Daily struggle in earth's 'armpit'

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Friday, May 12, 2000 INDIA

Daily struggle in S. N. M. Abdi in Calcutta

Fatima Bibi lives with her six children in a makeshift tent made from plastic bags on the pavement of one of Calcutta's busiest thoroughfares, Central Avenue. The poor Muslim family cooks, eats, bathes and sleeps in the tiny tent, oblivious to tens of thousands of people who pass by their open home.

Ms Bibi, 44, is also blissfully unaware of the demographic milestone crossed by India yesterday.

Calcutta is India's most densely populated city, with 23,733 people per square kilometre. More than half of the estimated population of 4.4 million live in slums or on the streets, begging and fighting for food and water. India's capital, New Delhi, has only 6,300 people per kilometre, while Bombay has 16,400 and Madras 21,800. Calcutta bears the brunt of the urban population explosion.

Over-population has strained and stretched Calcutta's basic infrastructure almost to the point of total civic chaos. Sheer numbers have compounded the dirt and squalor, which has earned the city the sobriquet of "armpit of the world". The city's sores are only too visible: they accost you each time you step on to the roads full of litter, stench and disabled children.

There is a chronic shortage of water, particularly in summer. The public handpumps dotted along the streets see long queues of bucket-carrying women every morning during the two hours the water corporation supplies unfiltered water.

The corporation is at its wit's end to keep the streets clear of thousands of tonnes of rubbish generated by new slums and illegal settlements mushrooming every day to accommodate the burgeoning tide of migrant labour.

Long queues are a good indicator of Calcutta's dubious distinction as India's most congested city. It can take more than two hours to pay a bill.

Government hospitals, which long ago gave up trying to control the city's population, can no longer provide even a bed to seriously ill patients. Instead, they are forced to sleep on the corridor floors with cats and dogs.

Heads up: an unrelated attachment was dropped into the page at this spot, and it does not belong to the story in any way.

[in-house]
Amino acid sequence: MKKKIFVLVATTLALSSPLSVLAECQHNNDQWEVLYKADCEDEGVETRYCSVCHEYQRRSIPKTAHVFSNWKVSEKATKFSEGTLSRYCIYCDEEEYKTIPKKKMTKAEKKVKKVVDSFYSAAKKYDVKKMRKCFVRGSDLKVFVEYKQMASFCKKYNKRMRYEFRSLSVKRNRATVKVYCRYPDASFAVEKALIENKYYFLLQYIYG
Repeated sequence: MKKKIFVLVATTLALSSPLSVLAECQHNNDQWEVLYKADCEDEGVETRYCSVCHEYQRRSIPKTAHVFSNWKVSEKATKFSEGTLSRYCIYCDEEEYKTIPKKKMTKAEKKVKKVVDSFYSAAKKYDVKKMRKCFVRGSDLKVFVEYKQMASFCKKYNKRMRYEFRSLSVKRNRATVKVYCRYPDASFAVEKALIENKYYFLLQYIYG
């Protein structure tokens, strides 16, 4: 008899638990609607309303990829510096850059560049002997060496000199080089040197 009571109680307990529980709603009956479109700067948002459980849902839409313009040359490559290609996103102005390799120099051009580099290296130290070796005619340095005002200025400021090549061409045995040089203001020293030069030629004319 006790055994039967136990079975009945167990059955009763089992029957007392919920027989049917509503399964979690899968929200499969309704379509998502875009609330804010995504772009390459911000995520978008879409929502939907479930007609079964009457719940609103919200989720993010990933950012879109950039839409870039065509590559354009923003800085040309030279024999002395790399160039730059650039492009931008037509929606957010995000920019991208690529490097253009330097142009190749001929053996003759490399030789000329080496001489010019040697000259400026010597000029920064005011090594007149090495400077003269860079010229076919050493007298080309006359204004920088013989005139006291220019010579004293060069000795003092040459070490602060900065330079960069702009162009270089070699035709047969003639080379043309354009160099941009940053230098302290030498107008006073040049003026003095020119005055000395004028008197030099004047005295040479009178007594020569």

But the city's teeming millions provide a huge number of votes for the communists, who have ruled the city since 1977.

The communists claim they have made an honest effort to curb population growth and extend civic amenities to as many of the poor and underprivileged as possible, but the results are still far from satisfactory.

-- - (x@xxx.com), May 12, 2000


May 12, 2000

May 12, 2000

India joins China at billion-people mark


NEW DELHI - With the birth of a baby girl named Astha - Faith in Hindi - India's population officially hit one billion yesterday, an event marked with fanfare and concern over the nation's too-rapid growth.

Astha was born to Anjana and Ashok Arora at 5:05 a.m., making India one of only two countries - the other is China - with a population of one billion or more.

Just nine hours after Astha's birth, she and her sari-clad mother were wheeled before government ministers and a horde of journalists at New Delhi's Safdarjang Hospital.

She weighed 6 pounds, 13 ounces at birth, doctors said.

"I feel fine," said Anjana Arora, weak and overwhelmed by the chaotic reception.

"I'm happy," said her husband, who works in an automotive spare-parts shop for a salary of $50 per month.

The government marked the billion-population milestone as part of a public campaign pressing Indians to have smaller families and rein in the country's spiraling population growth.

Every measure of progress India has made since independence in 1948 has been swamped by the swelling population: Food production has tripled, yet many people go hungry; literacy has increased, but so has the overall number of illiterate people. Since an estimated 42,000 births occur in India each day, it was impossible to know exactly where the billionth person would be born.

The government picked May 11 as the date - calling it "a moment of celebration, a moment to ponder."


-- - (x@xxx.com), May 12, 2000.

Yep, just keep makin babies. Anyone ever heard what the Lemmings do? Well?

-- Richard (Astral-Acres@webtv.net), May 12, 2000.

How much of India is at or near sea-level? If a significant amount is, maybe Hawk's icebergs hold the solution.

Then, of course, we have China. That problem will likely be addressed by wars in the not-so-distant future as the ruling elite send their young men who can't find wives off on forays of conquest to keep them from revolting at home.

Kind of like Hideyoshi did when he sent his samurai to invade Korea, so they wouldn't try and overthrow him!

-- Futurist (do-we@have.a.future?), May 12, 2000.

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